Related Topics
Commodities , Trading
     

Cotton Futures: From Multi-Year High -- TO -- Decade Low. It's Not About the Virus!

by Robert Folsom
Updated: May 29, 2020

I'm Nico Isaac and THIS is Chart of the Day

Cotton Futures: From Multi-Year High -- TO -- Decade Low. It's Not About the Virus!

Anyone who has traded commodities knows the danger of feeling too "safe" with the trend at hand. These markets are the reason antacids were invented. Conventional wisdom suggests that following news is a good approach for managing risk.

Take this chart of U.S. cotton futures, for instance. From June 2018 thru April 2020, cotton prices wilted 45% to the lowest level in a decade.

The news-moves-markets model determined that the cause of cotton's crash was a one-two punch of trade wars with China and the production-halting effect of the coronavirus.

But as you can see on the chart, the US-China trade war officially kicked off on July 6, 2018, when several failed "truces" led to the first round of US imposed, China specific tariffs. Fast forward to December 31, 2019, and the first publicly reported case of COVID-19 was confirmed in Wuhan, China.

BOTH events occurred AFTER cotton's downtrend was already in full effect, leaving traders on the wrong side of one of the market's biggest reversals.

As for being on the right side -- the June 2018 Monthly Commodity Junctures rose to the occasion. At the time, cotton prices had enjoyed a bullish comeback, orbiting four-year highs. The news-watching experts this time saw several positive factors supporting cotton's upside, including a drop in production, a US-China trade war "truce," and soaring demand.

June 10, 2018 Wall Street Journal reports that demand for cotton by China had reached record highs, with the country buying cotton futures contracts equivalent to 400 MILLION T-SHIRTS!

The news set traders up for continued gains. Our June 2018 Monthly Commodity Junctures, however, set the stage for significant declines. There, editor Jeffrey Kennedy showed a version of this chart and said:

"Moving forward over the next 12 to 18 months, the pressure is going to be to the downside as we see prices fall easily to below 50."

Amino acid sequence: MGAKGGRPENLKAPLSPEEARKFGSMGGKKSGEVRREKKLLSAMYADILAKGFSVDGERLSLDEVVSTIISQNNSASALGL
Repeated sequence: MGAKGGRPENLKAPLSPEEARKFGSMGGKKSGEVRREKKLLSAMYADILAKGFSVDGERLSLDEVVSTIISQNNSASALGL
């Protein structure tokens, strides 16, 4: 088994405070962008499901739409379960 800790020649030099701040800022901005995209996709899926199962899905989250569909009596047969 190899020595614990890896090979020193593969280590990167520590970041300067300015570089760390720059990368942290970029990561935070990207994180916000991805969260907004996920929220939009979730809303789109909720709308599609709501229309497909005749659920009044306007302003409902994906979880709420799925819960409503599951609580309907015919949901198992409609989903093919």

Over the next 18 months, cotton prices followed Jeffrey's forecast for a decline until hitting the lowest low in a decade, near 48 in early April 2020.

In the March 20, 2020 Daily Commodity Junctures, Jeffrey had opened the door for a bit more decline, then a near-term rebound in cotton's price.

And, that's exactly what happened.

Stay on the right side of the near-, and long-term trend changes in the world's leading commodity markets today with Jeffrey Kennedy's Commodity Junctures Service. See below for more.

Commodities can be volatile.

But "volatile" doesn't mean "unpredictable."

Commodities are not a typical market, in a sense that their price trends are governed both by market psychology and the supply and demand factors.

Commodities can also be extremely volatile. But when volatility hits and emotions fly high, Elliott wave patterns actually get clearer.

See for yourself how the waves can help you navigate these markets. Risk-free for 30 days, give our Commodity Junctures a try.

Then, decide.

A Look at the Perilous Psychology of Financial Bubbles

Investors justify financial bubbles all the way to the top. This perilous psychology led to massive losses after the market peaks of 2000 and 2007. Now, in 2020, the same warning is showing up in the financial news.

Off with His Head: Kingdoms Fall When Social Mood Shifts to Negative

Big negative social mood trends drive big market declines. These trends ALSO drive social conflict, even revolution. So in periods of big bear market declines, we see that monarchs also fall. Watch for yourself just how true this is.

2020: "May You Live in Interesting Times"

Lots has been said about how unprecedented 2020 has been. From the financial markets' perspective, the fast bear market in February-March -- followed by a fast recovery -- certainly fit the bill. Watch our Financial Forecast co-editor touch on a few more points.